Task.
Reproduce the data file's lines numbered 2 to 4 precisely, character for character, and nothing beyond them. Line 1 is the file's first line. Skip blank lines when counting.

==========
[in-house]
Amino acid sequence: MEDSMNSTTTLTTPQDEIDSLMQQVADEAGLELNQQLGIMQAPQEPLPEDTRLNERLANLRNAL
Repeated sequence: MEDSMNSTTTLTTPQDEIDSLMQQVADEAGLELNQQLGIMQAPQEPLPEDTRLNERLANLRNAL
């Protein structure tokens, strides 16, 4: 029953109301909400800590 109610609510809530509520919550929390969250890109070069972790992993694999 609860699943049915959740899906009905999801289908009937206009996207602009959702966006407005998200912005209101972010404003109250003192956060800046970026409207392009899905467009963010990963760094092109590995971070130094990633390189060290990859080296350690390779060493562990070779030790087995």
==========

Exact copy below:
Amino acid sequence: MEDSMNSTTTLTTPQDEIDSLMQQVADEAGLELNQQLGIMQAPQEPLPEDTRLNERLANLRNAL
Repeated sequence: MEDSMNSTTTLTTPQDEIDSLMQQVADEAGLELNQQLGIMQAPQEPLPEDTRLNERLANLRNAL
């Protein structure tokens, strides 16, 4: 029953109301909400800590 109610609510809530509520919550929390969250890109070069972790992993694999 609860699943049915959740899906009905999801289908009937206009996207602009959702966006407005998200912005209101972010404003109250003192956060800046970026409207392009899905467009963010990963760094092109590995971070130094990633390189060290990859080296350690390779060493562990070779030790087995």